State champions are not a rare sight in Montgomery County.

Football teams from four county schools have won titles since 2000, six wrestlers were crowned champion last winter and six boys' and girls' soccer teams have won the state tournament the past three seasons.

However, it would be difficult to argue that any sport in Maryland has been dominated by Montgomery County teams quite like tennis.

For the second straight season, county tennis players captured four of the five state tournament events. And in 2003, county players won three state titles.

Churchill's Jared Pinsky and Maggie MacKeever highlighted the May 29 tournament by winning their second straight boys' and girls' singles titles, respectively. Whitman's Dan Stahl and Jeff Luse won the doubles title, and Walter Johnson's Tiffany Hodges and Larry Tran were the mixed doubles champion.

What makes county tennis players so successful is no secret. Many top players in the county are also regulars at national tournaments around the country. The high level of competition within the county during the spring season leaves them well prepared for the state tournament.

"They're playing against some of the top people during the season and this gives them an opportunity to be very competitive as opposed to having to travel all the time to play in outside tournaments," Churchill Coach Ben Woods said. "When other kids see these nationally ranked kids come out, they want to come play against them. It brings all the top tennis players out and raises the competition level in the county."

Pinsky, a sophomore, traveled a difficult road to win his second state title. Three times he was forced to knock off Richard Montgomery senior All-Met Michael Goodwin, the 2003 singles champion who is third in the United States Tennis Association's 18-and-under rankings. The pair faced off in the Montgomery County and Region II finals before Pinsky defeated Goodwin, 6-3, 6-2, in the state final.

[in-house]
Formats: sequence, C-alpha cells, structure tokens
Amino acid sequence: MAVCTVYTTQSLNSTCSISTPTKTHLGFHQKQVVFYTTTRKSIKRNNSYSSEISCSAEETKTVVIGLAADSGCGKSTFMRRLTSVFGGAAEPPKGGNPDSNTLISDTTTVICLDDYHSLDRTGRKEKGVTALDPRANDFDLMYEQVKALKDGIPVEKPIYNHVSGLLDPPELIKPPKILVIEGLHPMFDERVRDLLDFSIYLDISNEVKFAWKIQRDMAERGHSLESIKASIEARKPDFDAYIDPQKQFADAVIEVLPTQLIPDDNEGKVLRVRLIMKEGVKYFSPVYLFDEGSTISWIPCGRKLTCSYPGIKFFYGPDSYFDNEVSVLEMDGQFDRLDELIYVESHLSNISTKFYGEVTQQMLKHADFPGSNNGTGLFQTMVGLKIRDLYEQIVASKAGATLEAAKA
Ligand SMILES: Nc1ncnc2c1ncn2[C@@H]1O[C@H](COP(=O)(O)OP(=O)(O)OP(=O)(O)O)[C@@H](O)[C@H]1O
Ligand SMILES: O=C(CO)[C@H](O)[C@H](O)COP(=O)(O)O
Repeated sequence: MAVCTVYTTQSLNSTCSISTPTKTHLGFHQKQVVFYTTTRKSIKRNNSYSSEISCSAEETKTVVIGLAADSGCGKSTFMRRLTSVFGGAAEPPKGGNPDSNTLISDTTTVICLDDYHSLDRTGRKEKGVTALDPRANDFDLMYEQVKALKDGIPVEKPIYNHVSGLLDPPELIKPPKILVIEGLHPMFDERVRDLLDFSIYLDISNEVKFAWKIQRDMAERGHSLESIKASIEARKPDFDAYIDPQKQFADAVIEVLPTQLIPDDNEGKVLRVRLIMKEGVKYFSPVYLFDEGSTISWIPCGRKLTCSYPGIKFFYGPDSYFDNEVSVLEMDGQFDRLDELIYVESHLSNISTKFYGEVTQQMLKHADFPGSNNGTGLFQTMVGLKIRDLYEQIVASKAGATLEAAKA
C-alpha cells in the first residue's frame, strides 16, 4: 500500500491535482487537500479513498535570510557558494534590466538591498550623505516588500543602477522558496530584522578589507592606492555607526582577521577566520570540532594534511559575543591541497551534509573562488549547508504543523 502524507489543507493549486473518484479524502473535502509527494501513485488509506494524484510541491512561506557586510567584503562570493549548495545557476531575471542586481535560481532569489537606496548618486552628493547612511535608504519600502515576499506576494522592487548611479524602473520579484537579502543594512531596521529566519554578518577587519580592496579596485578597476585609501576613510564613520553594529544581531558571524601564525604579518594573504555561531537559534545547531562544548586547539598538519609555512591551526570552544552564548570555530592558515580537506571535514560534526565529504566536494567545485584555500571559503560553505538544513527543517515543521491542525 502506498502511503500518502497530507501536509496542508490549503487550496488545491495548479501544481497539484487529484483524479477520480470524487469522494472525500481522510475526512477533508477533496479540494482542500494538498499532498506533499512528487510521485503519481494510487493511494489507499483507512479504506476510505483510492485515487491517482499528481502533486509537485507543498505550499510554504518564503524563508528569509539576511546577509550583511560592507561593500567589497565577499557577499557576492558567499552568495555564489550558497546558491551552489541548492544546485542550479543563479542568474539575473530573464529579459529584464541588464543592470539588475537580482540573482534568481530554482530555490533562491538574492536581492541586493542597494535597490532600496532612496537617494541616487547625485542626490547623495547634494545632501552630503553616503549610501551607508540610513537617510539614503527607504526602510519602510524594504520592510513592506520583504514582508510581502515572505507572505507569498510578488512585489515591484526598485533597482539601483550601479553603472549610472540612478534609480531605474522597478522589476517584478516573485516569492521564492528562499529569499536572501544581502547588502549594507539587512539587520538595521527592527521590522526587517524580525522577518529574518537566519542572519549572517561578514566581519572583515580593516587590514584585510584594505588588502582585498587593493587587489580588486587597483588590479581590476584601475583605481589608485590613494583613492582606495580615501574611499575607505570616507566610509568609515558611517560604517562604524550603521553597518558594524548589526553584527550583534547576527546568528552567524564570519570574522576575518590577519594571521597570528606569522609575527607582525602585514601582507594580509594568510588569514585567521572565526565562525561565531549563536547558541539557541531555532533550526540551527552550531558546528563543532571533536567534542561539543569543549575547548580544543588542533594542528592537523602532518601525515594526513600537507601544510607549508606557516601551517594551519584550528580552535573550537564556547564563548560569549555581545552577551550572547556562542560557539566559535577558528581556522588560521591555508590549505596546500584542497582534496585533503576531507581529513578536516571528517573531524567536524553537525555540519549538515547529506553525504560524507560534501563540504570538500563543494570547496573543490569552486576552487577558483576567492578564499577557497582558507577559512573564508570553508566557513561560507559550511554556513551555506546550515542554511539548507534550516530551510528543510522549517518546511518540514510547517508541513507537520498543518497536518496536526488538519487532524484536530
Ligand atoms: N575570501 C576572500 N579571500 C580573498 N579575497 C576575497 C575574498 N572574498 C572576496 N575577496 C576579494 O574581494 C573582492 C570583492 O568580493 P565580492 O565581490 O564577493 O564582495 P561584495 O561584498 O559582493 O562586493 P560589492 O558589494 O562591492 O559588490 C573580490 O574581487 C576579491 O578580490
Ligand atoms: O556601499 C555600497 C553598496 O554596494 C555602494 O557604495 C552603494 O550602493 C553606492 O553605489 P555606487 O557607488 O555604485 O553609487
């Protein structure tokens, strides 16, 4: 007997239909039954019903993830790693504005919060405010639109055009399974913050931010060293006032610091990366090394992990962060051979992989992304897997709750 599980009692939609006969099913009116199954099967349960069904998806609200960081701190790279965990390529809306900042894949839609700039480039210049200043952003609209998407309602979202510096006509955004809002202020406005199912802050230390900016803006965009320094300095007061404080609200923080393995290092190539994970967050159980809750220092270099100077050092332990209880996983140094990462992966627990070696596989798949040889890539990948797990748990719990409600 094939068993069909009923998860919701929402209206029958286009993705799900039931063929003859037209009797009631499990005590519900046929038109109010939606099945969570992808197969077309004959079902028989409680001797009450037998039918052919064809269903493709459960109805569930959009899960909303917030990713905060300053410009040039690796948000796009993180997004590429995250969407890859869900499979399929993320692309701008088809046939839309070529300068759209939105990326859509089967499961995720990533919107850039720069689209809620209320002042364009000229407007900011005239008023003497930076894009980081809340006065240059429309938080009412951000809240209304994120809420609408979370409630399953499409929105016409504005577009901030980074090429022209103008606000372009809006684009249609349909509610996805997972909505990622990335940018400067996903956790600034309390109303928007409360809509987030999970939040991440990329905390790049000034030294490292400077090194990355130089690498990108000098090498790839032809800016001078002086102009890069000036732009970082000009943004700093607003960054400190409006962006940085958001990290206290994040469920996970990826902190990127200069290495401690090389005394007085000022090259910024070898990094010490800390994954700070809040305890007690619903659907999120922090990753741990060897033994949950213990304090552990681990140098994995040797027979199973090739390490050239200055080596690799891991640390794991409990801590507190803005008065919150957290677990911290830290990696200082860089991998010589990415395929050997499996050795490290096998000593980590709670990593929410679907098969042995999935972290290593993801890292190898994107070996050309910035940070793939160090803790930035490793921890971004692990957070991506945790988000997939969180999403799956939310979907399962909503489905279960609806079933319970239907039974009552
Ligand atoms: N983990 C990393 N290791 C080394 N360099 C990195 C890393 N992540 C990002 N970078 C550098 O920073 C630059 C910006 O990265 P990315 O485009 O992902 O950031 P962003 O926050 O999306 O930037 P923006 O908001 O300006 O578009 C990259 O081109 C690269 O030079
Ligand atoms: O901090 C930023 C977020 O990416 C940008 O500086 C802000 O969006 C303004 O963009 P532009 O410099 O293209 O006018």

"I knew it would be tough to win two state titles, but with all the hard work I've put in, I was hoping I'd be able to do it," said Pinsky, who after the tournament added that he will wait to see the level of competition next spring before he decides whether to play again. "Montgomery County is probably the best county in tennis. With all the great players I got to play it was great practice before the state tournament."

All-Met MacKeever faced an equally challenging task in repeating as the girls' singles champion. MacKeever fell to Quince Orchard junior All-Met Alice Chen in the Region II final but knocked off Chen, 6-2, 6-1, in the state final.

Much like MacKeever, Chen competes in many of the top junior national tournaments. The two regularly train together.

"Maggie is on the same level as Jared," Woods said. "She gets an opportunity to play in some tough tournaments."

Woods said the county's top players compete in the spring season with a different motivation than when playing in national tournaments. Though playing against top-level competition is nothing new, representing their high school and playing as part of a team adds a little extra to the matches.

"They all know each other. The girls and boys have been playing together for years," Woods said. "But out there [during the season] they are playing for pride, playing for their school. They seem to step it up a notch. It's not like a weekend tournament when they are playing for themselves. Playing for their school is something they all take seriously."

Pinsky, the USTA's fifth-ranked 16-and-under player, said the most thrilling part of winning back-to-back titles was sharing the honor with MacKeever.

"It's great, two state champs from the same school," he said. "It's really a thrill."

Churchill sophomore Jared Pinsky, shown above winning his first Maryland boys' singles title in 2004, repeated the feat by defeating Richard Montgomery's Michael Goodwin.